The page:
ROCKVILLE, Md. - Montgomery County school officials joined elected, and public safety leaders Thursday for a news conference addressing the alarming rise of illegal opioid use — especially fentanyl — within the county’s youth.
It’s "all hands on deck" for the county leaders as many of those impacted are Montgomery County Public School students.
"For anybody who’s looking at this saying, ‘Not my child, this is not my issue, I’m so glad,’ I’m telling you that is not true," said Montgomery County Public Schools Superintendent Dr. Monifa McKnight.
Montgomery County Police Chief Marcus Jones told those in attendance that what prompted this gathering was the recent death of a 15-year-old, found dead of a suspected overdose by her mother, on Saturday morning.
That mother, Edith Montalvan, emotionally called for more to be done. In a video shared with FOX 5, she explains how she tried to find her daughter help for her daughter’s addiction. However, a big problem the mother ran into was that the programs available to them are voluntary.
Montalvan explained that her daughter, sick with addiction, refused the help. FOX 5 was told Ashleigh Edwards was a John F. Kennedy High School student in Wheaton.
Heartbroken, Edith Montalvan is now asking for help again. This time, she needs money to help cover the costs of her daughter’s funeral.
A friend of the family and community activist, Omar Lazo, said he also tried to help point Ashleigh and her mother to available county drug addiction services.
"I think the most important message is parents need to know these drugs are out there," Lazo told FOX 5. "Sometimes, you don’t even know that your children are taking these drugs. And all it takes is one drug, one pill that your child takes that could end a life and you’ll end up like a lot of these parents here, that have to wake up to a son or daughter that’s passed away in their sleep."
In new data shared on Thursday, Montgomery County police noted a 120% increase in youth overdose fatalities from 2021 to 2022. Police said there were five fatal overdoses of kids 17 and younger recorded two years ago, compared to 11 deaths this past year.
When asked about the need for more intervention when parents are unable to force their children to get the help they need, MCPS Superintendent Dr. McKnight supported the comments shared in the news conference by a parent who also previously lost their child to an overdose.
"Ms. Suarez, was, she [spoke] about it. She spoke about how at the state there is an opportunity that we have to address in Maryland around making or supporting those who need the help to get that," Dr. McKnight said, "and that in some cases, means not making it voluntary. So I think, no one can speak more eloquently than she did about that, and I think that’s a place for us to start."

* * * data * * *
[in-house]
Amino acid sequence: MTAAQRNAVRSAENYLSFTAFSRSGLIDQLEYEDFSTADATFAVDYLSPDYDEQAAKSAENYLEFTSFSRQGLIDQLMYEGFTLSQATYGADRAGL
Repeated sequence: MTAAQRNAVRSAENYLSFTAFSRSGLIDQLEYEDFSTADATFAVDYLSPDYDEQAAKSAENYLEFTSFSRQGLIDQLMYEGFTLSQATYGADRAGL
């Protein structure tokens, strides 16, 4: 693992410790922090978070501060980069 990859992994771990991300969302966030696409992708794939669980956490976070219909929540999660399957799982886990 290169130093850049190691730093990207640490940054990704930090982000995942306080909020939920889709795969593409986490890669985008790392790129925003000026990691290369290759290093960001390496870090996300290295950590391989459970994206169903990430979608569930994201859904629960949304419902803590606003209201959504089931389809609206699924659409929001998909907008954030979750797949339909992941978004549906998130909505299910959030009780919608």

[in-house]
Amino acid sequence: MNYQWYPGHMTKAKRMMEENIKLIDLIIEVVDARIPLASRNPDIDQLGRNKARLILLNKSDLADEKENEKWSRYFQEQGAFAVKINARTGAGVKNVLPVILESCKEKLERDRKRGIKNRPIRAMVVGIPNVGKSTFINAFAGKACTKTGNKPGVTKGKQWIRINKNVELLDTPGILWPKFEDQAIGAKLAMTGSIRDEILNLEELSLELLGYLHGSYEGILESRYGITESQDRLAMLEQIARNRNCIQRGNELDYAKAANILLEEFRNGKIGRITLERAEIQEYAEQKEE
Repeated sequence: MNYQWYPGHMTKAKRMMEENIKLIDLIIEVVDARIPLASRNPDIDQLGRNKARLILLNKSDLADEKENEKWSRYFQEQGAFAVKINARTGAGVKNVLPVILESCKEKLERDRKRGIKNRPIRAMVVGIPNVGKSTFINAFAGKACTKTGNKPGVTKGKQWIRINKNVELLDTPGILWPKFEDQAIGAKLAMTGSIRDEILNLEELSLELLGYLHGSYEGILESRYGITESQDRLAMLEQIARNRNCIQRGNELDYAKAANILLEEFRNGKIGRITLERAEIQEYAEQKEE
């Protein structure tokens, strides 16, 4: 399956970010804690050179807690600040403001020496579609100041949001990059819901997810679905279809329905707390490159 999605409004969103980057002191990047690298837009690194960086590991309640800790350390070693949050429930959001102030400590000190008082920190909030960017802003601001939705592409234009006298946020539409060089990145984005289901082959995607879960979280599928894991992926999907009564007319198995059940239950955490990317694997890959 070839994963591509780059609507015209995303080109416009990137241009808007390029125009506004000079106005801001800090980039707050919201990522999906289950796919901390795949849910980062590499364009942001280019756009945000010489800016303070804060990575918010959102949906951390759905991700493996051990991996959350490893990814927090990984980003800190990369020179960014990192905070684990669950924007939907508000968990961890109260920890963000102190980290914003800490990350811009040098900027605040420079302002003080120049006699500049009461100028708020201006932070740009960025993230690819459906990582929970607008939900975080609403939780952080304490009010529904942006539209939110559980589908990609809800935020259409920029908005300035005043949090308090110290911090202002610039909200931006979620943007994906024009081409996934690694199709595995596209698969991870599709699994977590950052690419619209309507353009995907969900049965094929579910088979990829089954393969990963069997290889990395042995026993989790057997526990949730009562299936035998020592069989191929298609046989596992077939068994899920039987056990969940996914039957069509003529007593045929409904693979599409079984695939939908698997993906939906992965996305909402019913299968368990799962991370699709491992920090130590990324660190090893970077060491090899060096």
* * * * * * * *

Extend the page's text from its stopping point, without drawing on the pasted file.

"Earlier when I mentioned the importance of everyone in a community being involved, and I continue to look at this from a young people's perspective, sometimes even when you’re dealing with issues, you try to think about where are the support systems and structures that exist,"Dr. McKnight continued. "We ask in our schools, you know, is there a trusted adult you can go to? And I’m sure that’s a question in families they ask, ‘Is there an adult you can talk to? So the more that our community members are aware of what it is that we’re dealing with, the more that we can increase the mentorship, the support, the partnership beyond the school system and to the families so that through all these layers, we’re working to make sure someone is able to get through to a student – that’s when I think we’ve found the answer."
Chief Jones noted the increased use of illegal opioids and fentanyl is not impacting any specific demographic. It’s impacting everyone. He also noted that while previously, police saw many accidental overdoses (for example, a young person thinks they’re taking a Xanax pill and overdoses by purchasing a counterfeit pill laced with fentanyl), now police are seeing more young people who took fentanyl pills, knowing it’s a potent synthetic drug.
Some parents had previously expressed frustration feeling that the school system was not exactly sharing what was going on in their school community. FOX 5 learned there is some truth to that. An MCPS spokesperson confirmed the school system is not allowed to report specific overdose cases due to FERPA, the Family Educational Rights and Privacy Act and HIPPA laws. These are student and health privacy laws, respectively.
The spokesperson said the school system can only report trends or a fatal student overdose if the parent/guardian gives permission to share.
State's Attorney John McCarthy tried to warn parents that children do not need an addiction to fall victim to an overdose. The state's attorney said that every one in four pills sold in the community has enough fentanyl to kill you, according to the United States Drug Enforcement Administration.
McCarthy does want parents and community members to share that there are Good Samaritan laws in place if you do witness an overdose.
"Under the Good Samaritan laws, and I as the state's attorney for Montgomery County am pledging, if you make a call and save that person’s life, we will not prosecute you. There may be drugs there. There may be – whatever the drug paraphernalia is – I’m here to tell you, I don’t care. I could always prosecute another drug case. I can’t rise people from the dead," McCarthy said.
Montgomery County Public Schools is hosting a Family Forum on Fentanyl and life Saving Narcan Training on Saturday, Jan. 28 from 9:30 a.m. - 11:30 a.m. at the Clarksburg High School Cafeteria located at 22500 Wims Rd., Clarksburg, Maryland.